·                  General and administrative:  Our increase was a result of adding to our corporate office support staff, E&P operations management and staff and overall growth through acquisitions during 2006.  We anticipate these costs will stabilize during 2007 with potential increases  in legal and third party consulting expenses from future operations and acquisitions activity.

·                  Interest expense:  Interest expense increased substantially in 2006 over 2005 as a result of the financing activities to grow our business during 2006.  In the first quarter of 2006, we issued Notes to facilitate financing needs for future acquisitions.  The majority of the interest expense increase was a result of interest incurred on these Notes.  In addition, on December 28, 2006, in connection with the acquisition of properties in the D-J Basin, we issued Debentures.  We expect the interest expense to increase in 2007 as a result of the added debt.  See  “Note 10 — Borrowings” to our consolidated financial statements in Item 8 of this report for additional disclosures related to these financing facilities.

2005 Compared to 2004

Revenue increased $623,000, or 25%, in 2005 over 2004 primarily due to an acquisition-timing related increase of $1.1 million in gas gathering revenue applicable to our BPE systems which we acquired in August 2004. Revenue from management fees and natural gas sales, activities that were initiated during the year ended December 31, 2005, also increased by $270,000 and $51,000, respectively. These revenue increases offset a $753,000 decrease in gas gathering revenues in 2005 from our TOP system resulting from a decline in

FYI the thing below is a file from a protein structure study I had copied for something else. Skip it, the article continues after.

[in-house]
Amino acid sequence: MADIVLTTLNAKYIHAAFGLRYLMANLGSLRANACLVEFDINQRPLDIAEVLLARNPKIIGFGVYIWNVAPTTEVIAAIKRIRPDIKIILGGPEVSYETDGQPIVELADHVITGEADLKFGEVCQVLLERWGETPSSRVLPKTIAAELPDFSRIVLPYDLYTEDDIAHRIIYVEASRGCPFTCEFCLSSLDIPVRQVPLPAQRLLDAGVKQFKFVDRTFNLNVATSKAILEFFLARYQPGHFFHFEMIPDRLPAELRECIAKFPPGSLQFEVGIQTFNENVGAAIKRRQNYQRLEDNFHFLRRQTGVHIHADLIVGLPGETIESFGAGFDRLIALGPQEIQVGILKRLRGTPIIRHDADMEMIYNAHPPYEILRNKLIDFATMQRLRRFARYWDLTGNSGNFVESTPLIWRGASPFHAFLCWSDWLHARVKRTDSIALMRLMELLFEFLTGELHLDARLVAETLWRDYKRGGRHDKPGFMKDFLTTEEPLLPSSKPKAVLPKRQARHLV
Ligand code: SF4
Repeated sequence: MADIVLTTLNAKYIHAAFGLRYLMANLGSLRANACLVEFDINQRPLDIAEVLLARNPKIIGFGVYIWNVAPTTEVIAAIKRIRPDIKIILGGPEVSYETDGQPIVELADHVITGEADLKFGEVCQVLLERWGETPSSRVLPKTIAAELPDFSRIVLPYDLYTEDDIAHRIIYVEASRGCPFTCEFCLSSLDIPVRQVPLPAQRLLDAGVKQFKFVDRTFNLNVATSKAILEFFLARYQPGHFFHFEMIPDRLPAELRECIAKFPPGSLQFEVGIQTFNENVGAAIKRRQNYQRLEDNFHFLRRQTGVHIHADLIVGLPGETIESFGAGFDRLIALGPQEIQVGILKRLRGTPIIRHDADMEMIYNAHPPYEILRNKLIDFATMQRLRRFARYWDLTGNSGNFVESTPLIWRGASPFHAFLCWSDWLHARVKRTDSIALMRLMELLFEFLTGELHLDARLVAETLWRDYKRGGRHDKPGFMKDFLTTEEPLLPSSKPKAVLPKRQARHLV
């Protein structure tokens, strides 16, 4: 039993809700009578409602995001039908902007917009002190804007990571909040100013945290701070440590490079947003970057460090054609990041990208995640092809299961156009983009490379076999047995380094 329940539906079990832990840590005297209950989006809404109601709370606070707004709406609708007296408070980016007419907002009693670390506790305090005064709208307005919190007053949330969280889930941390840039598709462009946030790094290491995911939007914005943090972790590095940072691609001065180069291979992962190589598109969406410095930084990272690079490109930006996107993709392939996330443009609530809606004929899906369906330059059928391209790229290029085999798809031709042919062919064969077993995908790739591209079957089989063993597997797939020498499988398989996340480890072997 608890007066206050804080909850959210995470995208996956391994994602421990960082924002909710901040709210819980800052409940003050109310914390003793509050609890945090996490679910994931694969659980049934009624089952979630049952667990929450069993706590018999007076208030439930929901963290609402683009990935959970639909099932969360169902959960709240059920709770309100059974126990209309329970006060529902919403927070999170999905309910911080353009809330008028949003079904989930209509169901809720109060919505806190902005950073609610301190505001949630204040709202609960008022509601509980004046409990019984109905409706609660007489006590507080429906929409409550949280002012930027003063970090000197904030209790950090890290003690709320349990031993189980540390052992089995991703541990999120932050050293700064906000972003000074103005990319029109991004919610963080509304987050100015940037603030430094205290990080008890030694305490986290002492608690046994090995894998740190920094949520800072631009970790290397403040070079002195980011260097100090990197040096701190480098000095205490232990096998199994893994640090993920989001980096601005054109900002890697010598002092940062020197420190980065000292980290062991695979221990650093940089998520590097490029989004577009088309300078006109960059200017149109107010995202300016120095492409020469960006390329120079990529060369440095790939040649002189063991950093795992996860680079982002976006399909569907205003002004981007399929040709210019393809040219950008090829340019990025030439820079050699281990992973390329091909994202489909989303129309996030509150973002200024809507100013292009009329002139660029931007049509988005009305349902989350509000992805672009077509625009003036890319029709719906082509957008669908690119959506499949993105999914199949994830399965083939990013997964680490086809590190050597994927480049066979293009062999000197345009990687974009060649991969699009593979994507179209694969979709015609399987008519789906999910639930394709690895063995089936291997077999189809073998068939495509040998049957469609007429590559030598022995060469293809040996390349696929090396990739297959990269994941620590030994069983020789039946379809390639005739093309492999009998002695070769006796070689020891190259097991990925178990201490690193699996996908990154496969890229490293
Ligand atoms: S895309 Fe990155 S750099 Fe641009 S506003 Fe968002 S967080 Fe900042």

19




volumes and the loss of a customer. This customer represented 11% of our 2004 revenues. We divested our assets relating to our TOP gathering system in 2006.

Selected Operating Expenses.  The following table and the explanations that follow present information about our operating expenses for each of the years ended December 31, 2005 and 2004:

(in thousands)

 

2005

 

2004

 

Increase
(Decrease)

 

Change

 

Operating costs - E&P

 

$

17

 

$

 

$

17

 

100

%

Operating csots - G&P

 

$

1,755

 

$

1,314

 

$

441

 

34

%

Production taxes and other deduction - E&P

 

$

17

 

$

 

$

17

 

100

%

Asset impairment charge

 

$

2,487

 

$

 

$

2,487

 

100

%

Exploration expense

 

$

450

 

$

 

$

450

 

100

%

Depreciation, depletion and amortization

 

$

1,067

 

$

656

 

$

411

 

63

%

General and administrative

 

$

2,029

 

$

1,184

 

$

845

 

71

%

 

·                  G&P operating costs:  Costs increased $441,000 or 34% mainly due to the $721,000 increase in BPE systems operating costs resulting from the timing of the acquisition of this system.  These costs offset a decrease in gas gathering expenses relating to our TOP system as a result of releasing excess compression capacity.

·                  E&P Production taxes and other deductions:  We incurred gas production costs for the first time in 2005 as a result of our entry into E&P activities.